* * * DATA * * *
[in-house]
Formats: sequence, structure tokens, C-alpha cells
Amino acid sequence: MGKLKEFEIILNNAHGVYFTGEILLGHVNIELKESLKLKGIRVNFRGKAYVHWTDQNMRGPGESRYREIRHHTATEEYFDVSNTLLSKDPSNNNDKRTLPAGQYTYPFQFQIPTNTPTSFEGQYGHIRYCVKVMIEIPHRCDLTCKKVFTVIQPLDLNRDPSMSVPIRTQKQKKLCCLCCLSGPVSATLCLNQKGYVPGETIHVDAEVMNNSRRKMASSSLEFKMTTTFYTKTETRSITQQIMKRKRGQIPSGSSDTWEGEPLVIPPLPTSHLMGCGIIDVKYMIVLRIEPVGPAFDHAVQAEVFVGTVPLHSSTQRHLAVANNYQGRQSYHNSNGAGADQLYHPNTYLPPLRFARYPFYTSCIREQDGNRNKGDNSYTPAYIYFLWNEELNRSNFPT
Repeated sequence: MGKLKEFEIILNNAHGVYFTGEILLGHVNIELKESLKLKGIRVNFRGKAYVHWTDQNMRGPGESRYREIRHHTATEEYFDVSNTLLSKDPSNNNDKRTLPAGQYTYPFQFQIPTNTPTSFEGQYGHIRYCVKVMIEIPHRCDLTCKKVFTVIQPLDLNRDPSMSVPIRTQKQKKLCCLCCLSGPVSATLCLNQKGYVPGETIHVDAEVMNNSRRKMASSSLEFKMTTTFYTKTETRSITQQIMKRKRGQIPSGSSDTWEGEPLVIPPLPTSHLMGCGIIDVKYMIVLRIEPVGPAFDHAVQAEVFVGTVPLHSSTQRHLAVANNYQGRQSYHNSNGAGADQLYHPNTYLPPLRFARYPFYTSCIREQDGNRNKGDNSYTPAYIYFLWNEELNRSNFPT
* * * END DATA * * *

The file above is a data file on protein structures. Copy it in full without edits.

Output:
[in-house]
Formats: sequence, structure tokens, C-alpha cells
Amino acid sequence: MGKLKEFEIILNNAHGVYFTGEILLGHVNIELKESLKLKGIRVNFRGKAYVHWTDQNMRGPGESRYREIRHHTATEEYFDVSNTLLSKDPSNNNDKRTLPAGQYTYPFQFQIPTNTPTSFEGQYGHIRYCVKVMIEIPHRCDLTCKKVFTVIQPLDLNRDPSMSVPIRTQKQKKLCCLCCLSGPVSATLCLNQKGYVPGETIHVDAEVMNNSRRKMASSSLEFKMTTTFYTKTETRSITQQIMKRKRGQIPSGSSDTWEGEPLVIPPLPTSHLMGCGIIDVKYMIVLRIEPVGPAFDHAVQAEVFVGTVPLHSSTQRHLAVANNYQGRQSYHNSNGAGADQLYHPNTYLPPLRFARYPFYTSCIREQDGNRNKGDNSYTPAYIYFLWNEELNRSNFPT
Repeated sequence: MGKLKEFEIILNNAHGVYFTGEILLGHVNIELKESLKLKGIRVNFRGKAYVHWTDQNMRGPGESRYREIRHHTATEEYFDVSNTLLSKDPSNNNDKRTLPAGQYTYPFQFQIPTNTPTSFEGQYGHIRYCVKVMIEIPHRCDLTCKKVFTVIQPLDLNRDPSMSVPIRTQKQKKLCCLCCLSGPVSATLCLNQKGYVPGETIHVDAEVMNNSRRKMASSSLEFKMTTTFYTKTETRSITQQIMKRKRGQIPSGSSDTWEGEPLVIPPLPTSHLMGCGIIDVKYMIVLRIEPVGPAFDHAVQAEVFVGTVPLHSSTQRHLAVANNYQGRQSYHNSNGAGADQLYHPNTYLPPLRFARYPFYTSCIREQDGNRNKGDNSYTPAYIYFLWNEELNRSNFPT